I remember the first time I saw a Google Doc. It was sometime in 2008, and people interested in collaboration and “Enterprise 2.0” on Twitter were circulating a link to a list of like-minded tech professionals. I clicked on the link, and my jaw dropped. The document looked like it was alive. There were about a dozen other people already in the document adding their names and contact info to the list. I saw these people typing and bouncing around the page. The document had a pulse, a heartbeat of activity, and I felt connected to these kindred “content” spirits. We were all working together to document something new.

I don’t think I’ve felt that rush, that sense of something different in the world of content and content management, so viscerally since then. That brief moment aside, however, most document authoring habits have not really changed in over 30 years.

Forrester just published the first piece in our ongoing coverage of “The Future Of Documents”(subscription required) — a central theme for me in 2021. The research is supported by a fantastic team of collaborators and contributors from other Forrester research teams. This short report highlights the coming disruption we expect to see over the next few years in that very first phase of the classic content lifecycle: content authoring.

Document Authoring Needs Disrupting

The lights are flashing — the signals that the current state is hitting the limit of its usefulness are here.

  • We still assume that documents are files. Increasingly, they are not. Documents can be assembled sets of objects, with context and meaning wrapped around them (i.e., metadata). Or for truly cloud-native authoring tools, documents are Blobs in a giant cloud database, never files at all. Yet many of our popular content management systems are designed to manage files.
  • We’re still trapped by the mental model of paper — pages, folders, files, labels. It’s time to learn the term “skeuomorphism” and understand how it limits our imagination when it comes to born-digital information.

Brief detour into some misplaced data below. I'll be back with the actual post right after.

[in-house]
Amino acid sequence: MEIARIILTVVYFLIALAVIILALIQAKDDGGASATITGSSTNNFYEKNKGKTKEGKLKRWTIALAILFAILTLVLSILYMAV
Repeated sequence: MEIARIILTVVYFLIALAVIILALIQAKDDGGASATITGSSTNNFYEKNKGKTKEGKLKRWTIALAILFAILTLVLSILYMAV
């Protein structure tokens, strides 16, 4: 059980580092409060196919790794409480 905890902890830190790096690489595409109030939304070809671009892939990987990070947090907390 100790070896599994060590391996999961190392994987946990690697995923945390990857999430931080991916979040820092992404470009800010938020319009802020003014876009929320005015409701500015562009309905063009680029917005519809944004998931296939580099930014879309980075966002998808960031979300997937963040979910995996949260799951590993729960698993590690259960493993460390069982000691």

• Heroic efforts — such as content fracking — are needed to get usable data out of documents. There is a mismatch between the needs of document authors and document receivers. Every single demo I see of AI- or machine-learning-based document processing or next-generation optical character recognition features common document types — like invoices — needing to be blasted apart into useful chunks of data before bills can get paid. Senders are generating static, inert file formats when receivers want structured data.

Expect To See Shifts By 2027

Innovation is happening in related and adjacent markets, and application development and delivery (AD&D) and information management pros need to pay heed.

  • Robots will be your coauthor. It’s happening today, and experimental deep learning algorithms are already showing some early promise for text generation.
  • Content authoring and consumption habits will transform. Documents that are enriched with structured data will become more mainstream to help with high-volume transactional document processing — no more fracking of static formats required. Content will also become more componentized and interactive. Watch for mega vendors such as Microsoft, Google, and Adobe to innovate in these areas.
  • Blockchain will complement and extend current records management use cases. Look for content repositories to support more of these use cases, particularly when the records include proprietary or other sensitive information.
  • Governance will be messy and forced to transform. Traditional folder- or file-level governance won’t scale to many of these documents of the future. Information management pros need to have a seat at the table as content authoring becomes disrupted to proactively seek fresh approaches to protect and preserve digital documents.

The COVID-19 pandemic response has fast-tracked adoption of new cloud tools for content authoring and collaboration. Moreover, distributed and hybrid workforces will persist even beyond the pandemic, with over half of workers now working remotely hoping to stay remote post-pandemic. The report details where enterprises should start in their journey to modernize, evolve, and embrace the future of documents.

An Invitation To Participate In Future-Of-Documents Research

If you are an end user AD&D pro experimenting with new authoring approaches or if you work with a vendor or consulting firm on actively building the future of documents for your clients, we’d love to chat with you as we look to 2021 research. If you have a point of view or hands-on experience with any of the approaches or trends described above, please contact us to set up a briefing.